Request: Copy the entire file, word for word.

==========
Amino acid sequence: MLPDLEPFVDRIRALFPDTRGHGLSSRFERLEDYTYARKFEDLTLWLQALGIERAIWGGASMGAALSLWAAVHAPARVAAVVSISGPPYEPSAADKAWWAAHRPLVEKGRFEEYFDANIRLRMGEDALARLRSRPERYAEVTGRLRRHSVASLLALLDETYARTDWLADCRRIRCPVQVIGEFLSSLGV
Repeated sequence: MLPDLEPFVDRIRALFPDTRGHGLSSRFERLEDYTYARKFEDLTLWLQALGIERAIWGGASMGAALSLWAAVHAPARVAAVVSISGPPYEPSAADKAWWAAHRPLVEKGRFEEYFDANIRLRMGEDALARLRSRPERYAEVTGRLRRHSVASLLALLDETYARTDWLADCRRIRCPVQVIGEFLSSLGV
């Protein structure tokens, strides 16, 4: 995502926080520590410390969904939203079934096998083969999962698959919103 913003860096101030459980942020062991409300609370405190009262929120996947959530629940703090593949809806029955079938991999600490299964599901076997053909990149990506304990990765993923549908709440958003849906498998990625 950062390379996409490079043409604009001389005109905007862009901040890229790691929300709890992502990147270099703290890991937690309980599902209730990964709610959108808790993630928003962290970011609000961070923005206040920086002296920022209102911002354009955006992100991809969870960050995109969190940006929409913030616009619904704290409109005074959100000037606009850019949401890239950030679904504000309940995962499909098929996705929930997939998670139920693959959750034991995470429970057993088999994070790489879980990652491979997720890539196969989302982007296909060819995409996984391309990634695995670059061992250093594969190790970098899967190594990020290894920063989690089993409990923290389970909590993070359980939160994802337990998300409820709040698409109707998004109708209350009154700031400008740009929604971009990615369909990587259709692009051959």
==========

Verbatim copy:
Amino acid sequence: MLPDLEPFVDRIRALFPDTRGHGLSSRFERLEDYTYARKFEDLTLWLQALGIERAIWGGASMGAALSLWAAVHAPARVAAVVSISGPPYEPSAADKAWWAAHRPLVEKGRFEEYFDANIRLRMGEDALARLRSRPERYAEVTGRLRRHSVASLLALLDETYARTDWLADCRRIRCPVQVIGEFLSSLGV
Repeated sequence: MLPDLEPFVDRIRALFPDTRGHGLSSRFERLEDYTYARKFEDLTLWLQALGIERAIWGGASMGAALSLWAAVHAPARVAAVVSISGPPYEPSAADKAWWAAHRPLVEKGRFEEYFDANIRLRMGEDALARLRSRPERYAEVTGRLRRHSVASLLALLDETYARTDWLADCRRIRCPVQVIGEFLSSLGV
């Protein structure tokens, strides 16, 4: 995502926080520590410390969904939203079934096998083969999962698959919103 913003860096101030459980942020062991409300609370405190009262929120996947959530629940703090593949809806029955079938991999600490299964599901076997053909990149990506304990990765993923549908709440958003849906498998990625 950062390379996409490079043409604009001389005109905007862009901040890229790691929300709890992502990147270099703290890991937690309980599902209730990964709610959108808790993630928003962290970011609000961070923005206040920086002296920022209102911002354009955006992100991809969870960050995109969190940006929409913030616009619904704290409109005074959100000037606009850019949401890239950030679904504000309940995962499909098929996705929930997939998670139920693959959750034991995470429970057993088999994070790489879980990652491979997720890539196969989302982007296909060819995409996984391309990634695995670059061992250093594969190790970098899967190594990020290894920063989690089993409990923290389970909590993070359980939160994802337990998300409820709040698409109707998004109708209350009154700031400008740009929604971009990615369909990587259709692009051959």